Having delivered their best performance of the tournament by far when beating the Argentines in Kazan last Saturday, France will go to Nizhny Novgorod in confident mood, though the defiant Uruguayans are expected to give Les Bleus their toughest test yet.
Beating a lacklustre and frankly weak Argentina team is one thing but getting the better of the best defensive side in Russia, the only team who’ve looked totally comfortable with their own style, will be anything but easy.
Can they do it against a defence-minded side?
Aside from having one of footballs’ greatest ever players in their ranks, Argentina are a weak side at best. Other than Messi, whose impact in Russia was limited, manager Jorge Sampaoli seemed intent on leaving his best attacking players out of the side and instead continued to field a disjointed team, one that was very much there for the taking. Against a team who were ill-disciplined and far too open, Les Bleus were always likely to profit, especially on the break, though how will they fare against a side that can seemingly frustrate for fun?
With speedster Kylian Mbappé in their front-line, it was somewhat simple for France to slice open an already ripped Argentina defence, but with their opposition in Nizhny likely to get men behind the ball, it will be difficult for Didier Deschamps’ men to operate on the break. Uruguay won’t want to run the risk of letting the game become an open one, so they aren’t likely to be too adventurous, especially during the early exchanges, which means that France might just have to come up with an alternative approach.
Uruguay are much more than a team who’ll simply get eleven behind the ball and hope for the best, so it probably won’t be a match where France have something ridiculous like 80% possession, though preventing Les Bleus from having space to exploit is likely to be the main aim of Óscar Tabárez men, so the onus will almost definitely be on France to force the issue with the ball as opposed to breaking free when winning it in midfield.
It may be a case of wonderkid Mbappé picking up the ball deep, leaving three defenders in his wake before finding the net, but if the teenager fails to do something spectacular on this occasion, France will look to their midfield to make something happen. However, the trio tasked with operating in midfield are yet to really forge any clear-cut opportunities at this tournament, so creating could once again be a problem for Les Bleus.
Tabárez’s men won’t give anything away cheaply
Defending or rather defending well is what this extremely settled Uruguayan side does best; they’re ultra-organised, invite pressure and are just about the best in international football at dealing with it. What’s more, not only are La Celeste hard to break down, as they’ve conceded just once at these finals, but they excel at nullifying the attacks of their opponents before they become serious.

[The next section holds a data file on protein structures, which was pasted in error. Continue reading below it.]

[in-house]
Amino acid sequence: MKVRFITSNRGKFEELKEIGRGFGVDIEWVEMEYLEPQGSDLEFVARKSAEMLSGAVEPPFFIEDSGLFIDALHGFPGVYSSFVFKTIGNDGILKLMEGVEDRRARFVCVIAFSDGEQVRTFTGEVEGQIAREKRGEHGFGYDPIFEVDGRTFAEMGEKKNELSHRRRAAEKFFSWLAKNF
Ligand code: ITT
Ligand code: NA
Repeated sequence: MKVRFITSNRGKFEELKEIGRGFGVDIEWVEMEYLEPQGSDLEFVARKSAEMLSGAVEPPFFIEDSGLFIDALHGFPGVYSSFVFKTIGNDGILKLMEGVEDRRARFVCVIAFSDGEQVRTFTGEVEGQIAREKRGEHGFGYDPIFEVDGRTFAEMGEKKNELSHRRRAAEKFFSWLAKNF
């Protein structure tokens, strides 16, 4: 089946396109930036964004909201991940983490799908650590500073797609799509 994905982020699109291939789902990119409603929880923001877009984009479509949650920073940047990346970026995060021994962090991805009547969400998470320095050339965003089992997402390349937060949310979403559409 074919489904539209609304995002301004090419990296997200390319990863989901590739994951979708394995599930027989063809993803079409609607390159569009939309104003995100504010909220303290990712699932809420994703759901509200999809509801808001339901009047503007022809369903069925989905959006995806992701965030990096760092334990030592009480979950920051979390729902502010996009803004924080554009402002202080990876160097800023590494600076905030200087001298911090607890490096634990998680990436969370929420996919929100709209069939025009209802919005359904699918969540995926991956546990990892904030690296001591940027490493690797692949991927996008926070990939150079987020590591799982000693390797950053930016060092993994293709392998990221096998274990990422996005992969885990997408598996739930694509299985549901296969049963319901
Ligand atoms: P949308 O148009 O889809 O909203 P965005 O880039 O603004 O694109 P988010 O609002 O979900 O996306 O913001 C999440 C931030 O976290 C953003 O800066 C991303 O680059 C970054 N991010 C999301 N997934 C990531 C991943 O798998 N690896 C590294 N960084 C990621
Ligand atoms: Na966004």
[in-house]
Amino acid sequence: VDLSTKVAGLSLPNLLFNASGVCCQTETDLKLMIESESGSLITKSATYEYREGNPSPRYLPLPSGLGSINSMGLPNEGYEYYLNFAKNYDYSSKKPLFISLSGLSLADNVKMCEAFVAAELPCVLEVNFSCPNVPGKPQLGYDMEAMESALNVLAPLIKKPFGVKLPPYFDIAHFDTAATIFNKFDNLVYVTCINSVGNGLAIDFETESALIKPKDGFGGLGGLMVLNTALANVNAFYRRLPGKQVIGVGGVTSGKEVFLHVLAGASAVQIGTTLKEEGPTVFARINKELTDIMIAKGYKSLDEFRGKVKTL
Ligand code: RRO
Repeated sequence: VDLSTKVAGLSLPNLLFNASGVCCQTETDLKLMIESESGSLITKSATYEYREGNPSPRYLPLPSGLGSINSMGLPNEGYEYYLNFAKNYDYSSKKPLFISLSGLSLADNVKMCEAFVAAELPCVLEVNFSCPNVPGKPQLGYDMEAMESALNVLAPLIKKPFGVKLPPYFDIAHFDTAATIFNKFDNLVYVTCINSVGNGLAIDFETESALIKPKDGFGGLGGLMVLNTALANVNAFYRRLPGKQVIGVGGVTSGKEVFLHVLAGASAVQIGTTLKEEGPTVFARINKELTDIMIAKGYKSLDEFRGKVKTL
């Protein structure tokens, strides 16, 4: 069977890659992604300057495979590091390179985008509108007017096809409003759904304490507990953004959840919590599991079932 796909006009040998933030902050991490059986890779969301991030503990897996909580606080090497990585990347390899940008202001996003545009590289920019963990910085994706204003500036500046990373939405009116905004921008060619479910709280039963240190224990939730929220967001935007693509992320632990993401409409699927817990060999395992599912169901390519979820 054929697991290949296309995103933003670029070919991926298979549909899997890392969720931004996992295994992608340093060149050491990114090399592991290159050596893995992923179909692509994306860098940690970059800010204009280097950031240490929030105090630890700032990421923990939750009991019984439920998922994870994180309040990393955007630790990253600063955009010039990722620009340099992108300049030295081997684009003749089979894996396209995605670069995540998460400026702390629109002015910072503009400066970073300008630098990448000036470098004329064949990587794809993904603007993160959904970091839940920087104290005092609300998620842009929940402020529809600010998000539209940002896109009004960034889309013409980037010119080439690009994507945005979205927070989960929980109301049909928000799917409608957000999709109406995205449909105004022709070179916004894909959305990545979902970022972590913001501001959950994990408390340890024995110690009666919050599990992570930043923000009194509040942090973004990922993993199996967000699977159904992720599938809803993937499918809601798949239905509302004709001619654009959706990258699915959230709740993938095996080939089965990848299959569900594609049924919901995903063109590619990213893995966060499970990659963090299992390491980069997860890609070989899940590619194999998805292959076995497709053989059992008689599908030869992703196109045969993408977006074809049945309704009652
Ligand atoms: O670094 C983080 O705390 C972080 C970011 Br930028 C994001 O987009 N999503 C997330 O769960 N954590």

Uruguay have conceded just 13 shots on target in Russia so far, the majority of which have come from outside of the box, and it was only shots outside of their penalty area that were afforded to Portugal during the last-16. Considering how ponderous France were before a sieve-like Argentina defence played straight into their hands, it’s not at all hard to envisage La Celeste limiting Deschamps’ men to few efforts on goal. It took Les Bleus a slice of luck to get their heads in front against both Australia and Peru, and luck may once again needed for France to make the breakthrough on Saturday.
In addition to limiting their opponents to few shots on target in Russia, Uruguay have also given away very few chances. Of the teams left in the competition, Uruguay have conceded the joint lowest (along with Brazil) number of expected goals (2.6). Interestingly, of the eight teams left in, according to the expected goals metric, only Russia (4.7) should have scored less than France (5.8).
Head-to-head record doesn’t exactly favour Les Bleus
Historically, Uruguay have been something of a bogey team for France. The French have never beaten Uruguay at a World Cup, despite having had three bites at the cherry, while they’ve only scored one goal against La Celeste at FIFA’s flagship event. What’s more, only one of the previous seven renewals of this fixture have gone the way of France. Back in 1985, France came out on top by two goals to nil. The pair have since drawn four, while Uruguay came out on top by a goal to nil when the teams last met back in 2013.
Detailed head-to-head record:
1966 – France 1 – 2 Uruguay (World Cup)
1985 – France 2 – 0 Uruguay
2002 – France 0 – 0 Uruguay (World Cup)
2008 – France 0 – 0 Uruguay
2010 – Uruguay 0 – 0 France (World Cup)
2012 – France 0 – 0 Uruguay
2013 – Uruguay 1 – 0 France
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